- Release the Test button and wait for two fast beeps, a flash or both. If the device goes on beeping when you release the button, press and hold it again for five seconds to silence it.
Replace the batteries if the unit fails to perform as expected after the test. If replacement batteries don’t change anything, replace the detector immediately.
How to reset your carbon monoxide alarm
You're only required to reset your unit once the alarm goes off, after testing the device or after changing the batteries. Some models automatically reset themselves within 10 minutes of these events, while other alarms require a manual reset. The instruction manual will note which function is applicable.
Follow these steps to reset your CO detector manually:
- Press and hold the Reset button for 5 to 10 seconds.
- Release the button and listen for a beep, a flash or both.
If you don’t get a beep or observe a flash, attempt the reset again or replace the batteries. If that doesn't help either, troubleshoot your carbon monoxide alarm with help from the manufacturer, or get rid of the faulty detector.
What should I do if a carbon monoxide alarm is triggered?
Follow these steps to take care of your home and family:
- Do not dismiss the alarm. You might not be able to notice hazardous levels of carbon monoxide until it’s too late, so anticipate the alarm is functioning properly when it goes off.
- Evacuate all people and pets immediately. If you can, open windows and doors on your way out to help thin out the concentration of CO gas.
- Call 911 or the local fire department and inform them that the carbon monoxide alarm has started.
- Don't assume it’s safe to reenter your home when the alarm stops beeping. Opening windows and doors might help air it out, but the root cause may still be creating carbon monoxide.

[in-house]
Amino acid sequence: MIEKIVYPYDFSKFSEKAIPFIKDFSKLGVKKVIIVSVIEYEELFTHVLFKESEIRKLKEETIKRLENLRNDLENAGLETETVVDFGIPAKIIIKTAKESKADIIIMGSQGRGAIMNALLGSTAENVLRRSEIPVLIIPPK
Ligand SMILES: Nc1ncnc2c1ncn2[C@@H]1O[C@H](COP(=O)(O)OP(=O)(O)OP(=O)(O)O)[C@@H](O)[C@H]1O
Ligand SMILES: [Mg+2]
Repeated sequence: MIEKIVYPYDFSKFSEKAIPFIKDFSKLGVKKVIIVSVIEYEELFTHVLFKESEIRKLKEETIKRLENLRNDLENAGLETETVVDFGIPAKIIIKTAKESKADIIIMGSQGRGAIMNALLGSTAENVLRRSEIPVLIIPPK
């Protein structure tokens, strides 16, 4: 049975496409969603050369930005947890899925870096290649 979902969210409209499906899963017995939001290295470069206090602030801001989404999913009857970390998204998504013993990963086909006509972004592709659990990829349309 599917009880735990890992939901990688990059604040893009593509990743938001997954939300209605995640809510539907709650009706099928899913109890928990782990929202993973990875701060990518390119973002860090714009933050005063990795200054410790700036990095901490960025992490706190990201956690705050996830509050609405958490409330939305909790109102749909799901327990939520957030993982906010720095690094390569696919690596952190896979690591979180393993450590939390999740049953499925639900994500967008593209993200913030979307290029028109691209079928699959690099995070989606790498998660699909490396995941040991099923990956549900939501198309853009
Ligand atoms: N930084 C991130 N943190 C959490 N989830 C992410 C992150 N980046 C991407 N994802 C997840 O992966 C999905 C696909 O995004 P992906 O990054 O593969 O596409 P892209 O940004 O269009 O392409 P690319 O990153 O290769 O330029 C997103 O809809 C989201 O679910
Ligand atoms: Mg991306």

- When emergency responders arrive, they will search your home, assess carbon monoxide levels, try to find the source of the CO leak and establish if it’s safe to come back inside. Depending on the cause, you might need to request repair services to prevent the problem from recurring.
Find Support from Comfort Masters Service Experts
With the right precautions, there’s no need to worry about carbon monoxide exposure in your home. In addition to installing CO alarms, it’s important to maintain your fuel-burning appliances, namely as winter arrives.
The team at Comfort Masters Service Experts is ready to inspect, clean, diagnose and repair malfunctions with furnaces, boilers, water heaters and other combustion appliances. We understand what signs indicate a possible carbon monoxide leak— like excessive soot, rusted flue pipes and a yellow, flickering burner flame—along with the necessary repairs to resolve them.
Do you still have questions or concerns about CO exposure? Is it time to schedule annual heating services? Contact Comfort Masters Service Experts for more information.